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Today's Features

  • Firefighters are trained to deal with physical trauma. Ambulances and fire engines are equipped with medical tools that can treat everything from broken bones to heart attacks.

    But when it comes to mental trauma, like suicide attempts, first responders often are without any applicable tools or training. That led Littleton Fire Rescue Division Chief Wayne Zygowicz to develop a set of procedures for first responders to deal with suicidal patients and with family members.

  • Brazilian actress Viviane Rinaldi is making her debut at Littleton’s Town Hall Arts Center in the upcoming production of “The Clean House,” an award-winning comedy centered on domestic life — and the life of domestic help.

    Rinaldi is featured in the role of Matlide, a housekeeper and aspiring comedian who is more interested in polishing the perfect joke than in housecleaning. Set in the home of a married couple who are both doctors, the play offers a whimsical and poignant view of class structure and the nature of love.

  • By Stephanie Alderton, For the Courier

    Figure-skating students of all ages brought a cool take on the Christmas spirit to The Edge Ice Arena’s annual holiday show.

    The show is a way for students from the Figure Skating Academy to show off their hard work to family and friends. This year’s “Skates and Snowflakes” event, held Saturday afternoon, had the largest number of participants ever, with 85 performers.

  • Students from Arapahoe Community College painting instructor Nathan Abels’ class invited staff and students from the Colorado Center for the Blind to a fully accessible tactile art exhibit at the Jantzen Gallery in ACC’s Art and Design Center recently.

  • Evergreen artist Ted Garcia is a person who meets his goals.

    Over the past 5 1/2 years, he set four goals to create an outdoor painting each day, and he has met all of those goals, painting 2,014 works in that many days.

    Much like the iconic mailman, Garcia, 47, painted in snow, rain, sleet, hail and heat. He painted early in the morning and late at night. He painted when he was sick and when he had a broken finger on his painting hand.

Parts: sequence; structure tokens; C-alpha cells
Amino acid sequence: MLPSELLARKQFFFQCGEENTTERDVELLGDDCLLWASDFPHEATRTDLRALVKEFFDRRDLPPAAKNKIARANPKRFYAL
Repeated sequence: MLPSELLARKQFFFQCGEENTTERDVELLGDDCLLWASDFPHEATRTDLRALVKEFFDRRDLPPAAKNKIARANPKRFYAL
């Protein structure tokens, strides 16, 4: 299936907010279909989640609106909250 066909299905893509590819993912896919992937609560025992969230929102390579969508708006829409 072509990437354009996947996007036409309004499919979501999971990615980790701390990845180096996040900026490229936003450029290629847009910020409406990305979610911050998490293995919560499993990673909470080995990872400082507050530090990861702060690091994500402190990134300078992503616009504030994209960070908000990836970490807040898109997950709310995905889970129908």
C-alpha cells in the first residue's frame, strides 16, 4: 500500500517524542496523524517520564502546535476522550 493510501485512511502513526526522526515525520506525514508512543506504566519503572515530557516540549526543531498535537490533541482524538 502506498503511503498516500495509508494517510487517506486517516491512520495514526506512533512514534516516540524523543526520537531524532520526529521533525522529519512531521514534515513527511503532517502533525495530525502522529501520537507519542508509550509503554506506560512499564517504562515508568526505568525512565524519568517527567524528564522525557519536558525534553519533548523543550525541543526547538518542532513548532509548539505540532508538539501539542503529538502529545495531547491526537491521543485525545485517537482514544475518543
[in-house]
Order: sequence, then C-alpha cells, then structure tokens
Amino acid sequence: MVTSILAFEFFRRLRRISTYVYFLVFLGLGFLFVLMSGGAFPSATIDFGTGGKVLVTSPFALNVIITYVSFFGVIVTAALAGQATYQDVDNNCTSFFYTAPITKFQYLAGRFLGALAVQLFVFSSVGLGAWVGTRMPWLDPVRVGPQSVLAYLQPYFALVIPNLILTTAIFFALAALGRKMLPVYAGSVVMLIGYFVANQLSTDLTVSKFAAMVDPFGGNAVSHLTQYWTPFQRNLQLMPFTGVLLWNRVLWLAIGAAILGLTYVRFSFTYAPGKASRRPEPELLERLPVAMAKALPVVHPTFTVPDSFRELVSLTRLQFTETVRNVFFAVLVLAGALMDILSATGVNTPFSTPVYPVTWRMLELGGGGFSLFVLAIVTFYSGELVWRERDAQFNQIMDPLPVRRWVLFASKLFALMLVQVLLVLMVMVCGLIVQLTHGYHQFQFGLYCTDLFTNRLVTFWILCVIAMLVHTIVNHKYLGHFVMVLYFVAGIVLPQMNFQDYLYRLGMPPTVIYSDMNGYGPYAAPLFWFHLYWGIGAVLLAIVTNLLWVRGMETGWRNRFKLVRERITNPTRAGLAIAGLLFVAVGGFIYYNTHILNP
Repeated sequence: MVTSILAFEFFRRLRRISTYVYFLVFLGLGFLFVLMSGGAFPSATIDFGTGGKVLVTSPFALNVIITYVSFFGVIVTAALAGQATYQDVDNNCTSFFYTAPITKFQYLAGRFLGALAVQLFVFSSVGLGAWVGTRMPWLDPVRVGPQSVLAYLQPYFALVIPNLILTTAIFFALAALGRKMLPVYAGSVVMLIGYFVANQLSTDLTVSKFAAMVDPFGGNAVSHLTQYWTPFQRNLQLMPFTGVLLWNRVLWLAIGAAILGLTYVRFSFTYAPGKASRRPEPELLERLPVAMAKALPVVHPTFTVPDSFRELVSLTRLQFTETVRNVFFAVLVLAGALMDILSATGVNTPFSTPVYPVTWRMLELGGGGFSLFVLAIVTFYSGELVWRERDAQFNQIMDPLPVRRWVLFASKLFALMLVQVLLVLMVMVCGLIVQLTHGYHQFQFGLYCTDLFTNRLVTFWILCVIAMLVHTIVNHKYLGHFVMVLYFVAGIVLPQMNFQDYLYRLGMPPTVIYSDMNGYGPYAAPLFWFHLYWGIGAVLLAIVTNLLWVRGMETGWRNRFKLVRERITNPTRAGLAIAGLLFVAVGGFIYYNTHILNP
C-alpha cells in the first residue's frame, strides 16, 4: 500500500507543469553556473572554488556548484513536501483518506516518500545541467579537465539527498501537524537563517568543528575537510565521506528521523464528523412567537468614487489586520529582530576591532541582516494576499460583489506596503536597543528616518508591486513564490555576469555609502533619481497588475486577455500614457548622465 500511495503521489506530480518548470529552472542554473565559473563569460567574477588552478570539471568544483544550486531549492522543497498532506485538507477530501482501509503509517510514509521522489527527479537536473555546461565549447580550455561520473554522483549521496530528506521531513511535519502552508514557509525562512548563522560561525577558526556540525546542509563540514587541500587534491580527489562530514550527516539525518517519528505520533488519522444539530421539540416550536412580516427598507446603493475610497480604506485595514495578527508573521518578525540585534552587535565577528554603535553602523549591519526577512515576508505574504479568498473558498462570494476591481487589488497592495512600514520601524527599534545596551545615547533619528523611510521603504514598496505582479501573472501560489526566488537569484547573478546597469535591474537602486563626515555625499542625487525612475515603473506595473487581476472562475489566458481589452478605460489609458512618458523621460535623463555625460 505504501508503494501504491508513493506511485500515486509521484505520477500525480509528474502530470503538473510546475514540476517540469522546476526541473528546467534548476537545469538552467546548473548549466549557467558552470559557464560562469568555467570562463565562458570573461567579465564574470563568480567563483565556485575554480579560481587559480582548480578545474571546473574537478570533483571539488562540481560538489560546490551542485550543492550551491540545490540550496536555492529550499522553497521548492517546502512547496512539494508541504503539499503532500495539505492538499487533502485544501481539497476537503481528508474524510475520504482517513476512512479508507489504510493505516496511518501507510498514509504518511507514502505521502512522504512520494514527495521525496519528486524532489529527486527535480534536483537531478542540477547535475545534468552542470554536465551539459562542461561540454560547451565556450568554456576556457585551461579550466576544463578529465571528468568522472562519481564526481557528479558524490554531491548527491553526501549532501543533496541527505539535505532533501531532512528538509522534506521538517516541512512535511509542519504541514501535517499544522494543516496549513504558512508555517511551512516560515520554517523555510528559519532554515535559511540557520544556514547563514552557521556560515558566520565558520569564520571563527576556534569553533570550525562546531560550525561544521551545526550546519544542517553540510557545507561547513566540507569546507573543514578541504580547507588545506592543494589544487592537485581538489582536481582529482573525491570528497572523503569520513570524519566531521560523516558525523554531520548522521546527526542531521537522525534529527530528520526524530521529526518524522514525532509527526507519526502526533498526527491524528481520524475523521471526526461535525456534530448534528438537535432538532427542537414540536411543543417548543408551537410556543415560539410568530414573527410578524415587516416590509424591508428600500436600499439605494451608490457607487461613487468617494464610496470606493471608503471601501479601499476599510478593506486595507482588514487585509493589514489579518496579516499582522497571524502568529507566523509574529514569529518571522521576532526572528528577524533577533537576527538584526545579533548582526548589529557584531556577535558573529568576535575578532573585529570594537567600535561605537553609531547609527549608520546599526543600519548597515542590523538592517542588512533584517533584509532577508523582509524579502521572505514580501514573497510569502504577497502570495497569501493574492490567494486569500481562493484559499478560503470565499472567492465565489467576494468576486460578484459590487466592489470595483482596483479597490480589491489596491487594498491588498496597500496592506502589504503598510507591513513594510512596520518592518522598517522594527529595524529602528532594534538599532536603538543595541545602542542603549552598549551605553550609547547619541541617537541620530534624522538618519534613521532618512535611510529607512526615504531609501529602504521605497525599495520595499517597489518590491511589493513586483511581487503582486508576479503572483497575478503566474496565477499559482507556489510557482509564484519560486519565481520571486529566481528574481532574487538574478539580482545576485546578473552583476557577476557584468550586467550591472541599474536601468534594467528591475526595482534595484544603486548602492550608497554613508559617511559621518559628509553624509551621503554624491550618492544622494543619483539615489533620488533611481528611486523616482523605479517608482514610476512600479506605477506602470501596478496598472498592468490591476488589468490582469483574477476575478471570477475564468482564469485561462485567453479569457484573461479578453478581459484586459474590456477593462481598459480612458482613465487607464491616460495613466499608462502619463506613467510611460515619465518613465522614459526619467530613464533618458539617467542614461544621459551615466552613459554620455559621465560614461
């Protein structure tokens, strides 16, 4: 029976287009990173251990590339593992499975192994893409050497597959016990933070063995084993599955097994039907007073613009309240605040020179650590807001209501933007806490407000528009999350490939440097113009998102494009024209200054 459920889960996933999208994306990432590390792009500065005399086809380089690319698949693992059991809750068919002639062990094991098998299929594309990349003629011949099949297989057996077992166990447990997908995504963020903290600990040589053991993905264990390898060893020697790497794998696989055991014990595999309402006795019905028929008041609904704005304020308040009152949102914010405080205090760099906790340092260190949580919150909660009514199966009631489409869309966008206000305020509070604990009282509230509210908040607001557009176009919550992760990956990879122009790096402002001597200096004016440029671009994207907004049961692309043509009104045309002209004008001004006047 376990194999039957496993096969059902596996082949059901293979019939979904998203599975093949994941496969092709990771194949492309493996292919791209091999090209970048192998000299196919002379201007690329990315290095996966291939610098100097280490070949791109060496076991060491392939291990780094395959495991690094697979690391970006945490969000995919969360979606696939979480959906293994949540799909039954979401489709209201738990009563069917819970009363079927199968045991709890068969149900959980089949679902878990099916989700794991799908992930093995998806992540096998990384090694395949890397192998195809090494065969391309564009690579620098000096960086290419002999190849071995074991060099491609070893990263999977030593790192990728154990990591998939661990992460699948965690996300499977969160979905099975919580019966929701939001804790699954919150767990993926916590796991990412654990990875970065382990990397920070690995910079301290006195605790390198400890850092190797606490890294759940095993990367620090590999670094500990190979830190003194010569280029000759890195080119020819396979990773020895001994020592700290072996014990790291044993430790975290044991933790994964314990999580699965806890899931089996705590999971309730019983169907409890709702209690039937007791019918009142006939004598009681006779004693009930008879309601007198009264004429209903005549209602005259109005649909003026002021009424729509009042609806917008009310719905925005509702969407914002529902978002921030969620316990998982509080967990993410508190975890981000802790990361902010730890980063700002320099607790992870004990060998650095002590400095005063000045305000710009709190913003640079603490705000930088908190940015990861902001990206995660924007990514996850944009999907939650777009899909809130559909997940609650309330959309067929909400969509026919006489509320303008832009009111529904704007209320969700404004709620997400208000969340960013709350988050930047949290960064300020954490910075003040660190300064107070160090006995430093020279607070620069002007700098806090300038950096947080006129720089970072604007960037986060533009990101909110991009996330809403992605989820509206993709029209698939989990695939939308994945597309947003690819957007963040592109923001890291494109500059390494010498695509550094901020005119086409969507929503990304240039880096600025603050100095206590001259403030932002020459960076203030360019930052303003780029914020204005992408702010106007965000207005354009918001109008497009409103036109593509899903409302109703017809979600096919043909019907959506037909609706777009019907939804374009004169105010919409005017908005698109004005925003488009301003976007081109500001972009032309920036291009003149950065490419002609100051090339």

He even painted through family obligations: graduations, births and deaths.

  • In 1887, Colorado was among the first five states to officially recognize the contributions of laborers by creating a holiday to honor them. 

    The Columbine Courier has highlighted four residents whose daily work keeps South Jefferson County in motion, though their diverse careers represent only a tiny slice of all the jobs in our coverage area. 

    David Kacprowicz

    Zamboni driver at The Edge

    David Kacprowicz gets a lot of questions about his job when people hear what he does for a living. 

  • By Stephanie Alderton, Staff Writer

    There was plenty of running, splashing and roughhousing Saturday at the Ken-Caryl Ranch House pool, but the lifeguard didn’t seem to mind. 

  • The lot behind The Ridge Recreation Center was empty at the start of the day on Aug. 9. By sunset, a new playground had materialized in the space.

    More than 250 volunteers from the Columbine Stake of the Church of Jesus Christ of Latter-day Saints, including about a dozen kids handing out lemonade and water, made quick work of building the playground for the Foothills Park and Recreation District.

    The community effort was the fourth time the church has helped build a playground for the district in one day, said event organizer Kerry Schaper.

  • A motley crew mingled in Bega Park on Saturday as they waited for a firetruck to lead them down Littleton Boulevard. Several fairies took laps on their bicycles, while a couple of cowboys mounted stick horses and moseyed along.

    The Littleton Firefighters Children’s Parade drew a large crowd of pint-size participants Saturday morning. The event, part of Western Welcome Week, was the warm-up act for the Grande Parade later in the day.

    Yet for participants in the kids’ parade, it was the highlight of the day.

  • Colorado Supporting Our Troops, a charity that supports members of the armed forces serving overseas, is literally helping soldiers shine a light on their work.

    The group, which held a fund-raising event at Clement Park on Saturday, recently sent an $800 spotlight to an Army unit serving in Afghanistan. The light, which replaced one destroyed in a mortar attack, is used by trucks on night patrol to search for roadside bombs, said Lainey Hamrick.

    The fund-raiser featured a fitness boot camp and silent auction.